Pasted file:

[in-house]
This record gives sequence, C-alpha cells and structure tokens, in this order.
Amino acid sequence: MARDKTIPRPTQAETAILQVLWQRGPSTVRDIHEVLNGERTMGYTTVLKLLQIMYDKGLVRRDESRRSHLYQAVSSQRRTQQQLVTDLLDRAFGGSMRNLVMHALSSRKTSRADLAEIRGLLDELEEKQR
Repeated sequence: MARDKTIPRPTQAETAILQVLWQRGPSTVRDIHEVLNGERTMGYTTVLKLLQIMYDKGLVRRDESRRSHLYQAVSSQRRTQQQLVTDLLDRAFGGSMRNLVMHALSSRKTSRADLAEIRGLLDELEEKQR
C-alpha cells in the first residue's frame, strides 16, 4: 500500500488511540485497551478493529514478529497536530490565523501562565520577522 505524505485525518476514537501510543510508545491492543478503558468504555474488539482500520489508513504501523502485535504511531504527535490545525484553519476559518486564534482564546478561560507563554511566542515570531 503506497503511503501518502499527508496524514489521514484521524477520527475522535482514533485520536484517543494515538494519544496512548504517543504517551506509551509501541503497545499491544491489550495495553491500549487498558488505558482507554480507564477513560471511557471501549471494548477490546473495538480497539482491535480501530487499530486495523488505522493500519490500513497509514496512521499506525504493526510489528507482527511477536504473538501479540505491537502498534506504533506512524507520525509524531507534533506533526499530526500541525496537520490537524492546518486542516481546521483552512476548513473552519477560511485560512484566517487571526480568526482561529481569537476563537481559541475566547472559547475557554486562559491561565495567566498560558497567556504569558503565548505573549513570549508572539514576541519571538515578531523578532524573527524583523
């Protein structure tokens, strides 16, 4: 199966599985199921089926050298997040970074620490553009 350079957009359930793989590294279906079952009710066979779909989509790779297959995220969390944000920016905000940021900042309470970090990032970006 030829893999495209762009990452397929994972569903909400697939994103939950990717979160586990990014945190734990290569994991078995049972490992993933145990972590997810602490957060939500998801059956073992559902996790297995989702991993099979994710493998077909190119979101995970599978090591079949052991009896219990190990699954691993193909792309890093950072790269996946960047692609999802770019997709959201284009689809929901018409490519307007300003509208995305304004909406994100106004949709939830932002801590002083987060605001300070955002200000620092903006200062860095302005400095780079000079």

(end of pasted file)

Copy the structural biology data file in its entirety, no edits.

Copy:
[in-house]
This record gives sequence, C-alpha cells and structure tokens, in this order.
Amino acid sequence: MARDKTIPRPTQAETAILQVLWQRGPSTVRDIHEVLNGERTMGYTTVLKLLQIMYDKGLVRRDESRRSHLYQAVSSQRRTQQQLVTDLLDRAFGGSMRNLVMHALSSRKTSRADLAEIRGLLDELEEKQR
Repeated sequence: MARDKTIPRPTQAETAILQVLWQRGPSTVRDIHEVLNGERTMGYTTVLKLLQIMYDKGLVRRDESRRSHLYQAVSSQRRTQQQLVTDLLDRAFGGSMRNLVMHALSSRKTSRADLAEIRGLLDELEEKQR
C-alpha cells in the first residue's frame, strides 16, 4: 500500500488511540485497551478493529514478529497536530490565523501562565520577522 505524505485525518476514537501510543510508545491492543478503558468504555474488539482500520489508513504501523502485535504511531504527535490545525484553519476559518486564534482564546478561560507563554511566542515570531 503506497503511503501518502499527508496524514489521514484521524477520527475522535482514533485520536484517543494515538494519544496512548504517543504517551506509551509501541503497545499491544491489550495495553491500549487498558488505558482507554480507564477513560471511557471501549471494548477490546473495538480497539482491535480501530487499530486495523488505522493500519490500513497509514496512521499506525504493526510489528507482527511477536504473538501479540505491537502498534506504533506512524507520525509524531507534533506533526499530526500541525496537520490537524492546518486542516481546521483552512476548513473552519477560511485560512484566517487571526480568526482561529481569537476563537481559541475566547472559547475557554486562559491561565495567566498560558497567556504569558503565548505573549513570549508572539514576541519571538515578531523578532524573527524583523
């Protein structure tokens, strides 16, 4: 199966599985199921089926050298997040970074620490553009 350079957009359930793989590294279906079952009710066979779909989509790779297959995220969390944000920016905000940021900042309470970090990032970006 030829893999495209762009990452397929994972569903909400697939994103939950990717979160586990990014945190734990290569994991078995049972490992993933145990972590997810602490957060939500998801059956073992559902996790297995989702991993099979994710493998077909190119979101995970599978090591079949052991009896219990190990699954691993193909792309890093950072790269996946960047692609999802770019997709959201284009689809929901018409490519307007300003509208995305304004909406994100106004949709939830932002801590002083987060605001300070955002200000620092903006200062860095302005400095780079000079």